Facebook claims that it’ll never mix financial payments with Facebook data so that they can’t be used for ad targeting. Association members will earn interest on the money used to purchase Libra, which will be held in reserve to keep its value stable.
“We believe,” says the organization that will govern the currency, “that the world needs a global, digitally native currency that brings together the attributes of the world’s best currencies: stability, low inflation, wide global acceptance and fungibility.” - Kevin Weil, VP of Product, Blockchain @ Facebook
“If more commerce happens, then more small businesses will sell more on and off platform, and they’ll want to buy more ads on the platform so it will be good for our ads business.” - David Marcus, Head of Calibra, Facebook
Also for reference regarding the composition of the Libra Foundation, from the piece:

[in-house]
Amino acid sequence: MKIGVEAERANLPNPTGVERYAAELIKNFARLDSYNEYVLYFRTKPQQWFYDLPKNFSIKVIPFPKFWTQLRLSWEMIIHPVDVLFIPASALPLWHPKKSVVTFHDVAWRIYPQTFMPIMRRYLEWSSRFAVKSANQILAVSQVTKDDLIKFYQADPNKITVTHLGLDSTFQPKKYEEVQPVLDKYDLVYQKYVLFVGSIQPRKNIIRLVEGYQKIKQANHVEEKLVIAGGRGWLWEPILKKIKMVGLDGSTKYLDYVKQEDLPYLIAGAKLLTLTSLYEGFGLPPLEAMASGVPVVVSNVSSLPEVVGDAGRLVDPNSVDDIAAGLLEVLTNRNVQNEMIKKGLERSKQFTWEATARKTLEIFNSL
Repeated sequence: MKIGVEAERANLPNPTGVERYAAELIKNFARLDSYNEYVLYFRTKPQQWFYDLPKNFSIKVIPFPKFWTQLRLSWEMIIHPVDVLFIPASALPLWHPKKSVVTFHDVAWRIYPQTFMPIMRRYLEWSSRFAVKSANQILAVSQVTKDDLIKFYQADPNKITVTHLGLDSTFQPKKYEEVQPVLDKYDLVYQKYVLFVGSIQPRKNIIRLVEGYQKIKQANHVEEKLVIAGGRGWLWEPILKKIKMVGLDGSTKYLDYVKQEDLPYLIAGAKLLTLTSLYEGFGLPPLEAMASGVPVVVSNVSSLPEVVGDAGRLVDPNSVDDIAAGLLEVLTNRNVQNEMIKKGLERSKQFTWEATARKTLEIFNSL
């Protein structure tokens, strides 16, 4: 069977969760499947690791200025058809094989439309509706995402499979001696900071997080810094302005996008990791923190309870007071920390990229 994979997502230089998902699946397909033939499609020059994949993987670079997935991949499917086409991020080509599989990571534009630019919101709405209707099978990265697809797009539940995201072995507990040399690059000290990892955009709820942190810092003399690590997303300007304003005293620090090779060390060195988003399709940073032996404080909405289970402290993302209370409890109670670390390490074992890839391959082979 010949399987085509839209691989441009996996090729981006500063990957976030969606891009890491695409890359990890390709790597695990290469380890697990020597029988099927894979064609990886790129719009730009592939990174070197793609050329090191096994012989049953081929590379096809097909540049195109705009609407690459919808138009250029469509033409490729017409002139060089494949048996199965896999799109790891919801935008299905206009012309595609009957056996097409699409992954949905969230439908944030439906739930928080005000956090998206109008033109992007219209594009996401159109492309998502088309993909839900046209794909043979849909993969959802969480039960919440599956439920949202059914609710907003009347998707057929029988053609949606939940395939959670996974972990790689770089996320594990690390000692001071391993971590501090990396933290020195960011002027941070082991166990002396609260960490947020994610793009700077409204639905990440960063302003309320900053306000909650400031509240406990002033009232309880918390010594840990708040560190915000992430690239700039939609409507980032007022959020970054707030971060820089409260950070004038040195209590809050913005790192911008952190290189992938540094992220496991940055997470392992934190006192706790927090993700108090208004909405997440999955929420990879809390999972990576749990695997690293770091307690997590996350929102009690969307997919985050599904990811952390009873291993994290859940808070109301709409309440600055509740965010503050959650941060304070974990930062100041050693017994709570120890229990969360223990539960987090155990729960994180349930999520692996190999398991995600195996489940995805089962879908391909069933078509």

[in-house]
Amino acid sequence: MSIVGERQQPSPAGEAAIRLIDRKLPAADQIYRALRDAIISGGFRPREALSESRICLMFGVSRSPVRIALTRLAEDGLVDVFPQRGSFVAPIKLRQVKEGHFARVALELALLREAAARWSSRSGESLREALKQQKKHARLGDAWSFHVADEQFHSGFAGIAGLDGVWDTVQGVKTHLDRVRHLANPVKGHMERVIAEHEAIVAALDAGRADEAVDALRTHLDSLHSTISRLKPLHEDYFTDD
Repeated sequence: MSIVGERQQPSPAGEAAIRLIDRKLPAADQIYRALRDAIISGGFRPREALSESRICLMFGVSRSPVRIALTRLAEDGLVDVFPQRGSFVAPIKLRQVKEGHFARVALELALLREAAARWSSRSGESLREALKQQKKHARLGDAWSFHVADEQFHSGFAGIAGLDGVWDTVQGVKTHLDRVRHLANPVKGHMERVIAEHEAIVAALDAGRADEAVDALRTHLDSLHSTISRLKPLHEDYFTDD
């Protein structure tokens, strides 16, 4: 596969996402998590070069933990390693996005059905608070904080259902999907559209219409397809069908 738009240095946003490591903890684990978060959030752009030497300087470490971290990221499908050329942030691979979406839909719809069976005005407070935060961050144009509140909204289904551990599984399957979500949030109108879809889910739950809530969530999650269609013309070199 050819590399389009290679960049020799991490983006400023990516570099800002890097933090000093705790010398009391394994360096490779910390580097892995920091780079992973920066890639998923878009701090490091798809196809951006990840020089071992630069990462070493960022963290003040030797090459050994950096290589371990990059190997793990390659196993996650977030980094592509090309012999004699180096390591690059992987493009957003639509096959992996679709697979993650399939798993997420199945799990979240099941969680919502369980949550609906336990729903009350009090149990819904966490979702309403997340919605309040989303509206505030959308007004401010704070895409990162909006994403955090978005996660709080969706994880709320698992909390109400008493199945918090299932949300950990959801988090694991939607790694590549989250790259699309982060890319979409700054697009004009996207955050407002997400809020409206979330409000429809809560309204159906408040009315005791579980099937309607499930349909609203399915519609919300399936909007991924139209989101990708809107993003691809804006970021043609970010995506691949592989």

The 28 soon-to-be founding members of the association and their industries, previously reported by The Block’s Frank Chaparro, include:
Payments: Mastercard, PayPal, PayU (Naspers’ fintech arm), Stripe, Visa
Technology and marketplaces: Booking Holdings, eBay, Facebook/Calibra, Farfetch, Lyft, Mercado Pago, Spotify AB, Uber Technologies, Inc.
Telecommunications: Iliad, Vodafone Group
Blockchain: Anchorage, Bison Trails, Coinbase, Inc., Xapo Holdings Limited
Venture Capital: Andreessen Horowitz, Breakthrough Initiatives, Ribbit Capital, Thrive Capital, Union Square Ventures
Nonprofit and multilateral organizations, and academic institutions: Creative Destruction Lab, Kiva, Mercy Corps, Women’s World Banking
Matt Stoller, a fellow at the Open Markets Institute, has penned an excellent op-ed for NYT that is critical of Facebook’s attempt at a global currency, including the development of its own central bank called the Libra Reserve.